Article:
Now that my life is starting to slowly come together, I'm throwing myself back into Ed Zed.
Last night Xavier and I discussed Dropout Nation, a Frontline coverage of drop out students in Texas and our reactions to it.
Just a few hours ago, Xavier posted a few videos about other students in Minnesota that have switched schools, dropped out and dropped back in, etc. And one particular video stood out to me the most. A Somali student from Eden Prairie discusses her experiences transferring to a charter school because she felt that she wasn't being as noticed, the school was too competitive, and she wanted to go to a school where she feels more like a person and less like a number. She feels like she is part of a family.
She says that although they don't have as many experiences with sports or field trips, she says that at the end of the day they are all a family.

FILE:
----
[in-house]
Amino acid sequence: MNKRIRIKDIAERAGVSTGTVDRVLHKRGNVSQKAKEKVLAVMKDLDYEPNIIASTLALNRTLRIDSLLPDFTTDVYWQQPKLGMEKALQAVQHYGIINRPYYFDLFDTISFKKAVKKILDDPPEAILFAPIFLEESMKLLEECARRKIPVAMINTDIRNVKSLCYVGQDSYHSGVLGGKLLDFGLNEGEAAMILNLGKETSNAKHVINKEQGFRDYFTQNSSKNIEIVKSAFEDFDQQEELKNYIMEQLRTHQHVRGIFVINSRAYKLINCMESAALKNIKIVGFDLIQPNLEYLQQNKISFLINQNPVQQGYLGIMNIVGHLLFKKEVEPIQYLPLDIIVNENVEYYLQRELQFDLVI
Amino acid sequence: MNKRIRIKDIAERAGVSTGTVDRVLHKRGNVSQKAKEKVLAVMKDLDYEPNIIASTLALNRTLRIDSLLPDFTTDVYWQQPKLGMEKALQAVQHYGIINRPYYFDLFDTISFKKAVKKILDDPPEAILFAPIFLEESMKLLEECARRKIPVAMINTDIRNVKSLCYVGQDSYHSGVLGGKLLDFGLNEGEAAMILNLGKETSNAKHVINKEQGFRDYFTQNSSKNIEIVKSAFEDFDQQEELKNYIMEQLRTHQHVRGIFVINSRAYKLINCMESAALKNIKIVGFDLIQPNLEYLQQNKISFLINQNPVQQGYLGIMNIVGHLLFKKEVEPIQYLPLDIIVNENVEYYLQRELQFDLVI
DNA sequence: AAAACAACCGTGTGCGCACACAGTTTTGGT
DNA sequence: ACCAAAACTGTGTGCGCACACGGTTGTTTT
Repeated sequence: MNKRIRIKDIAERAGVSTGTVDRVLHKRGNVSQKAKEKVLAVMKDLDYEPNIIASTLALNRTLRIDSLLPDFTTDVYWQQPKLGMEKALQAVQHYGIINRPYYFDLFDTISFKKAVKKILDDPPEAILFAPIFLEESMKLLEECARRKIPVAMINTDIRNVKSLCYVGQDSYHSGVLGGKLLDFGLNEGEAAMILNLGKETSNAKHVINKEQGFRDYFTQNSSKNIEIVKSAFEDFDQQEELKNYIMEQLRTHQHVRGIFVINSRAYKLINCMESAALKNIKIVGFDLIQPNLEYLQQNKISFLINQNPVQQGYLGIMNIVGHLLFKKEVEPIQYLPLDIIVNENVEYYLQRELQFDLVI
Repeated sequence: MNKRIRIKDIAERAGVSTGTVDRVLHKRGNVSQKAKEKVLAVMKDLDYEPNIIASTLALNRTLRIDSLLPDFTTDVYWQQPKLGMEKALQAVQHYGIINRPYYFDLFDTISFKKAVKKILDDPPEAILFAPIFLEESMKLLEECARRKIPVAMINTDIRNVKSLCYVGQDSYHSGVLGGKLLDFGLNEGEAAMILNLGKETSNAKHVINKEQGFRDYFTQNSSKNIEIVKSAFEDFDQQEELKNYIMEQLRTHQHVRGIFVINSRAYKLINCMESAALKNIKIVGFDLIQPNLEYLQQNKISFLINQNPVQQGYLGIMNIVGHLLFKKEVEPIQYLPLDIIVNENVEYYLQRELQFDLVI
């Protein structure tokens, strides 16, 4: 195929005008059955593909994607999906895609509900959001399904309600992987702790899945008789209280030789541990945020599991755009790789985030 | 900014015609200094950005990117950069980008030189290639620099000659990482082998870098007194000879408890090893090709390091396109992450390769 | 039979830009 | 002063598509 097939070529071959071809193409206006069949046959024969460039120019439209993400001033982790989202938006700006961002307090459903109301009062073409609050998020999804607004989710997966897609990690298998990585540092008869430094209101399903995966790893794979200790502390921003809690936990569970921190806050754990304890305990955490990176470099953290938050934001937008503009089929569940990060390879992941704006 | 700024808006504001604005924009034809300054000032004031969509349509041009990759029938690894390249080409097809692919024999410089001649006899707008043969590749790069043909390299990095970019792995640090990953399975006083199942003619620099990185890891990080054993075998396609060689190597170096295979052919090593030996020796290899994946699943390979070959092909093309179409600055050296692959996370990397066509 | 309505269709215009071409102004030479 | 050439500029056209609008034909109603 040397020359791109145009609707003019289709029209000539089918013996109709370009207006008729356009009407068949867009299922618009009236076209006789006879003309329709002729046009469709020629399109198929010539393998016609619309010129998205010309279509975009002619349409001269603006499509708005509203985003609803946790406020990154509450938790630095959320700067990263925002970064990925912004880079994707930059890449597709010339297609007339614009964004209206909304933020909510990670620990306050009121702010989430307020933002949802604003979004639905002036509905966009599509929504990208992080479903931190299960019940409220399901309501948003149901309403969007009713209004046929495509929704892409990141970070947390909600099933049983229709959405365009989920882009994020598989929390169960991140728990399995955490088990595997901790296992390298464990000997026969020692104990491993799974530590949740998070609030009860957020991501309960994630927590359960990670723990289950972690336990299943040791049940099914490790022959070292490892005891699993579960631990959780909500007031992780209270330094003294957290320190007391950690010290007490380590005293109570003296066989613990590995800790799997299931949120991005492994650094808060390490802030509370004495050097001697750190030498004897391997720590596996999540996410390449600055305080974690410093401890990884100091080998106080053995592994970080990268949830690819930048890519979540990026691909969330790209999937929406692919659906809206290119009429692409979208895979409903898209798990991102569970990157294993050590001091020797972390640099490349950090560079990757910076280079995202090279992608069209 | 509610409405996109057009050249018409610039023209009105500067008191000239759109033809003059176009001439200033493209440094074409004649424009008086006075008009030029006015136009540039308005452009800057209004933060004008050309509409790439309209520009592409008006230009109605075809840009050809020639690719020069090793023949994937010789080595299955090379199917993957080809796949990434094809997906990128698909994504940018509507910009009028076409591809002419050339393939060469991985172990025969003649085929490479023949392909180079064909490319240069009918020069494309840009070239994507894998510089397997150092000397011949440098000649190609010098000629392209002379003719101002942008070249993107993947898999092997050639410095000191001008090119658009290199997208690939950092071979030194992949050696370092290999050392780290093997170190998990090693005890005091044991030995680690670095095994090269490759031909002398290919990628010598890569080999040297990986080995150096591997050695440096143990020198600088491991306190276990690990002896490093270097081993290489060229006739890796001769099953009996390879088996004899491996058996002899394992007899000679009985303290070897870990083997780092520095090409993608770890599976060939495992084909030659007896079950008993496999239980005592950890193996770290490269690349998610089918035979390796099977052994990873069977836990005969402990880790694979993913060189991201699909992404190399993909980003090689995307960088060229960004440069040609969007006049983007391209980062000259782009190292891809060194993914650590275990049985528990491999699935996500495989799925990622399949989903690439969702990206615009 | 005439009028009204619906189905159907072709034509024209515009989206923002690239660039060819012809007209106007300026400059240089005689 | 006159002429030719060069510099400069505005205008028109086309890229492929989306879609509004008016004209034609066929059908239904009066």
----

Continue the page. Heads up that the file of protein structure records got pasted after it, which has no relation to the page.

This hit home for me. She wants to be cared for as an individual rather than just a student that falls into the crowd. It's amazing because, doesn't everyone?
Or is it just the people that learn differently from their fellow students? I feel that schools assume every student learns the same way, that every student can be motivated by the same means, and that scare tactics are really the only way to get students to do what they think is necessary to make their jobs, as teachers, easier. In essence, making them look good. The more students that pass, the better teacher they're presumed to be. Yet if we as students fail or have problems, it is automatically our fault. Teachers don't seem to assume any responsibility for their students failures, only their successes.
Am I being too harsh?